Tuesday, April 12, 2011
The Jews did not believe that he had been blind and had received his sight until they called the parents of the man who had received his sight and asked them, ‘Is this your son, who you say was born blind? How then does he now see?’ His parents answered, ‘We know that this is our son, and that he was born blind; but we do not know how it is that now he sees, nor do we know who opened his eyes. Ask him; he is of age. He will speak for himself.’ His parents said this because they were afraid of the Jews; for the Jews had already agreed that anyone who confessed Jesus to be the Messiah would be put out of the synagogue. Therefore his parents said, ‘He is of age; ask him.’So for the second time they called the man who had been blind, and they said to him, ‘Give glory to God! We know that this man is a sinner.’ He answered, ‘I do not know whether he is a sinner. One thing I do know, that though I was blind, now I see.’ They said to him, ‘What did he do to you? How did he open your eyes?’ He answered them, ‘I have told you already, and you would not listen. Why do you want to hear it again? Do you also want to become his disciples?’ Then they reviled him, saying, ‘You are his disciple, but we are disciples of Moses. We know that God has spoken to Moses, but as for this man, we do not know where he comes from.’ The man answered, ‘Here is an astonishing thing! You do not know where he comes from, and yet he opened my eyes. We know that God does not listen to sinners, but he does listen to one who worships him and obeys his will. Never since the world began has it been heard that anyone opened the eyes of a person born blind. If this man were not from God, he could do nothing.’ They answered him, ‘You were born entirely in sins, and are you trying to teach us?’ And they drove him out.
Jesus heard that they had driven him out, and when he found him, he said, ‘Do you believe in the Son of Man?’ He answered, ‘And who is he, sir? Tell me, so that I may believe in him.’ Jesus said to him, ‘You have seen him, and the one speaking with you is he.’ He said, ‘Lord, I believe.’ And he worshiped him. Jesus said, ‘I came into this world for judgement so that those who do not see may see, and those who do see may become blind.’ Some of the Pharisees near him heard this and said to him, ‘Surely we are not blind, are we?’ Jesus said to them, ‘If you were blind, you would not have sin. But now that you say, “We see”, your sin remains. John 9:18-41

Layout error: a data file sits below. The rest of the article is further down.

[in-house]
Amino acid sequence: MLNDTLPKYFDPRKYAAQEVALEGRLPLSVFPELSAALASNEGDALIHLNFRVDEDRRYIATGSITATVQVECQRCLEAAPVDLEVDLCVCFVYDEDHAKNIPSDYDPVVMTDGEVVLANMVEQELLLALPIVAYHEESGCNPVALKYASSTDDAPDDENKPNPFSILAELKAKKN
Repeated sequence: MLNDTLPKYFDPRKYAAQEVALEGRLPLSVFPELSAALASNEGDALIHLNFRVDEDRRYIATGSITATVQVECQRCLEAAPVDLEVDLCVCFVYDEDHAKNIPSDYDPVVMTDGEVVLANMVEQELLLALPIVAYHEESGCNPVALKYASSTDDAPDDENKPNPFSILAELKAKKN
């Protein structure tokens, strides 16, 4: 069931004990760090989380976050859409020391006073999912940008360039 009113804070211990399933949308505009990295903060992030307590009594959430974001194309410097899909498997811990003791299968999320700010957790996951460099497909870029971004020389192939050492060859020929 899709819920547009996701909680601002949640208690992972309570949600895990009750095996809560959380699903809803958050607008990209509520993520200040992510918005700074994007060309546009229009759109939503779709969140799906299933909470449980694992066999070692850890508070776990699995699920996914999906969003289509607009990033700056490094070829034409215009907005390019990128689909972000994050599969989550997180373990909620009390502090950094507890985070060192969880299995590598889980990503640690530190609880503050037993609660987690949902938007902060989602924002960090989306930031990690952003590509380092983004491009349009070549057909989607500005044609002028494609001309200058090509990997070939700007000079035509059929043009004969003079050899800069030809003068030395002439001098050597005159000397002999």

"No one expects the Spanish Inquisition!" I can remember laughing so hard I fell on the floor when I watched the Monty Python sketch about the Spanish Inquisition. As someone, who since that time, has gone to seminary, been ordained deacon, priest and bishop, gone to get a second masters and a PhD, I now have personal experiences that felt like the Spanish Inquisition. We can laugh now, but there was a time when anyone who believed, even slightly differently than church authority, was burned or tortured to death. The tolerance for any small teaching that differed from the traditions was literally the end of your life. It was death. And people who were tortured asked for death rather than a continuance of their painful life. Nothing that the church can dish out now is anything like the Spanish Inquisition, but it can feel like it to some people. People with unique perspectives, who are just trying to be faithful and who know God's love and want to serve with all their being. Orthodoxy is truly a wonderful thing and our ability to use orthodoxy to crush others is disheartening at best. We want the doors open wide for us and everyone else who follows must take only the straight and narrow.
The man who was healed of blindness could not enjoy his incredible, life-changing gift from God. The religious authorities grilled him several times and treated him with disdain and disbelief. Like a cross examination in court, they were ruthless to a man who wanted to revel in his tender new sight. They would gut him of his miracle for the sake of orthodoxy and their fear of change. They would torture him, if just with words, so that they might be a tad more comfortable.
Today I ask God to help us all be patient and forgiving with those who are different, those who express their faith in ways that makes us uncomfortable. For those who have been made whole, there is no stopping their faithfulness and their zeal. God put it in them and in us. May we all open wide the realm of God love, open our hearts to the strange ones and know that in every generation and every day God through Christ is making and remaking us all.